This may come as a surprise from a Chief Technology Officer, but in my family I am not exactly seen as a handyman. When it comes to construction skills, I am more like the laugh of the town. My brother effortlessly builds entire kitchens and just for the fun takes care of the plumbing and electrical wiring too. Personally, I already get nervous when I watch a Billy bookcase kit getting unpacked.
On the other hand, I have undisputed demolition skills. Give me a sledgehammer and within a few hours even the worst junk yard looks like an empty Zen garden. An underestimated, yet quite useful skill that is becoming more and more relevant in the IT landscape as well.
Because let’s face it, our systems developers are still mainly educated as constructors. This is done from the downright naïve perspective that software is developed in a green field situation. Almost all of the innovations in our profession aim to build better, faster and smarter. Starting from nothing. For that, we fill our toolboxes with accelerators such as Model Driven Architecture, frameworks, components, services, Domain Specific Languages and code generators.
And then we are genuinely disappointed that these toolboxes are being used less and less.
The reason? All the junk that the constructors before us – or maybe even ourselves – have left behind. The bulk of the budget of the average IT department is spent on keeping existing systems operational. Sometimes, these systems have been written in programming languages that are only known from old myths. I recently heard about a certain crucial Scandinavian government system that is only understood by one single, 74-year old programmer. He is being kept alive with iron pills, massages and daily blood transfusions.
The butter mountain of immovable, inflexible and rusty software continues to grow year after year. And with it, the frustration that there is not enough room to build new, differentiating applications. You can envision the most beautiful kitchen, but if the collapsed roof and walls prevent you from even putting a ladder there, all your intentions and handy skills won’t get you far.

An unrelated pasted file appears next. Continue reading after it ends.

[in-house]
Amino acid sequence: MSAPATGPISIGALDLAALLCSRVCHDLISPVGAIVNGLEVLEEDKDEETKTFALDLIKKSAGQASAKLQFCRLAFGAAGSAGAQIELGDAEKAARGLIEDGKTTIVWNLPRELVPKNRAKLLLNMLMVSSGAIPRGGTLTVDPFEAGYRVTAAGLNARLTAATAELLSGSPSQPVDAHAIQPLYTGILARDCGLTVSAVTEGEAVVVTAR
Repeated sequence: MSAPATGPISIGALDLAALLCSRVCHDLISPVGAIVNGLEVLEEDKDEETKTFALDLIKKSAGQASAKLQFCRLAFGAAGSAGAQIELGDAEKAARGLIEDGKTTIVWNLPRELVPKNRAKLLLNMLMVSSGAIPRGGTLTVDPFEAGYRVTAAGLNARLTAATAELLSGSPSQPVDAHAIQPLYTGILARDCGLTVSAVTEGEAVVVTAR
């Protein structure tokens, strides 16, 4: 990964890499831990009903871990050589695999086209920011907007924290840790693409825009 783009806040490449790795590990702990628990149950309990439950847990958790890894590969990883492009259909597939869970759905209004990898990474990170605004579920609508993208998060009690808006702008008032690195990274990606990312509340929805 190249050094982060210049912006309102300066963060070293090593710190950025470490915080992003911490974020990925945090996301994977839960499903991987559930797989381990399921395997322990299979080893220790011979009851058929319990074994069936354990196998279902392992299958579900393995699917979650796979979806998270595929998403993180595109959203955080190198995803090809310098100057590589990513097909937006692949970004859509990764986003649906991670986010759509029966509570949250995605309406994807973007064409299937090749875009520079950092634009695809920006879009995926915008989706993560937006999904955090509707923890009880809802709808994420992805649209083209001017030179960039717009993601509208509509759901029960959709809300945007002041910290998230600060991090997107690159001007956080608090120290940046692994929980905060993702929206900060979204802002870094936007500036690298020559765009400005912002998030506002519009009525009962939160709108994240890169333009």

I would therefore like to make a passionate plea for bringing back the good old craft of demolition in systems development. Just to be able to have a sharp, scrupulous look at the existing portfolio of applications would be a big step forward. Which parts of the system deliver real value to the business and which don’t? What proportion has the value to the amount of time that is dedicated to it? And to what extent is the underlying technology still relevant and extendable?
This will all give inspiration to putting together a demolition strategy. Migrate the data, throw all existing applications away and replace by non-customised packaged solutions, for example. Or isolate the most unstable elements and rebuild them piece by piece on a new platform. Or extract business process logic and business rules from the old code and house them in separate business process management or business rules systems. Or use automated tools to disentangle the structure of the existing software and simplify it. Or – if everything else fails – stabilise the old system as much as possible and build new interfaces and façades around it.
Much like "cutting through an old town of dense and irregular medieval alleyways into a rational city with wide avenues and open spaces which extend outwards far beyond the old city limits". The difficult part of urban planning like that is not constructing the new roads, squares and buildings. It’s getting rid of the old ones and dealing with all types of resistance that inevitably comes with it.
True Haussmannisation indeed. We should watch and learn some of these old crafts again.
Published earlier on Capgemini's CTO blog and AOGEA's Architectural Existentialism blog